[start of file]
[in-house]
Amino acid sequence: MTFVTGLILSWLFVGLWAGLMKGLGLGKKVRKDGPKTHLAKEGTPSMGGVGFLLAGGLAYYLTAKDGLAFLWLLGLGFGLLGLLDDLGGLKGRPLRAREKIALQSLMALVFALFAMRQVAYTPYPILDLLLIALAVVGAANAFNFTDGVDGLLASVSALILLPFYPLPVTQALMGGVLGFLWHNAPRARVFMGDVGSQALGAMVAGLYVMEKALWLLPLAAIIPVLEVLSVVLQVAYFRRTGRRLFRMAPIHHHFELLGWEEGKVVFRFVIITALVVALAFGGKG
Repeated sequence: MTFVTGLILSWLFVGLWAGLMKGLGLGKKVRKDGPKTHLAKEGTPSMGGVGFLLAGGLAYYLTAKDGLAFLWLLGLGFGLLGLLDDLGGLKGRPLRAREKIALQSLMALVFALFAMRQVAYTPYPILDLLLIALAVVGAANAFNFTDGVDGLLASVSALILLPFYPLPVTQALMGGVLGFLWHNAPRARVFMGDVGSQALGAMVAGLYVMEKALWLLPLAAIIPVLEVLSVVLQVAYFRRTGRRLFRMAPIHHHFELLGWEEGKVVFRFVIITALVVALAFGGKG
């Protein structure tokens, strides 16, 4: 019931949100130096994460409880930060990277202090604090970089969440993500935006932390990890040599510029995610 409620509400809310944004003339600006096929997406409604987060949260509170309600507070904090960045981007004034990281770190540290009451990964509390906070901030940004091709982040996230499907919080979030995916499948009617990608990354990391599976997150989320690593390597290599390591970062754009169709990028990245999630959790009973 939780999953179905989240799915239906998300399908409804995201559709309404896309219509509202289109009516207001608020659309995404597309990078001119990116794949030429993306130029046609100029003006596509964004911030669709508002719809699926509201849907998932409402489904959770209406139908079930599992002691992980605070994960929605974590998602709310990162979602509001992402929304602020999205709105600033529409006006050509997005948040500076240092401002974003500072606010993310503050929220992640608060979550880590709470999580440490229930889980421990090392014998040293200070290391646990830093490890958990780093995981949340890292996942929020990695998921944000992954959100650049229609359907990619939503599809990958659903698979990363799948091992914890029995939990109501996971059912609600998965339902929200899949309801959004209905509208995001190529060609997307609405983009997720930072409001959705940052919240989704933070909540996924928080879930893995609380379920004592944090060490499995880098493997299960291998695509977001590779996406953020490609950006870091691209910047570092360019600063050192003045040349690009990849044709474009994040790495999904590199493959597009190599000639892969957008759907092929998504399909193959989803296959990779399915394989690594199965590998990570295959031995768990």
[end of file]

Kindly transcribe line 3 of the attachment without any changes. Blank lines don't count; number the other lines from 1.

Repeated sequence: MTFVTGLILSWLFVGLWAGLMKGLGLGKKVRKDGPKTHLAKEGTPSMGGVGFLLAGGLAYYLTAKDGLAFLWLLGLGFGLLGLLDDLGGLKGRPLRAREKIALQSLMALVFALFAMRQVAYTPYPILDLLLIALAVVGAANAFNFTDGVDGLLASVSALILLPFYPLPVTQALMGGVLGFLWHNAPRARVFMGDVGSQALGAMVAGLYVMEKALWLLPLAAIIPVLEVLSVVLQVAYFRRTGRRLFRMAPIHHHFELLGWEEGKVVFRFVIITALVVALAFGGKG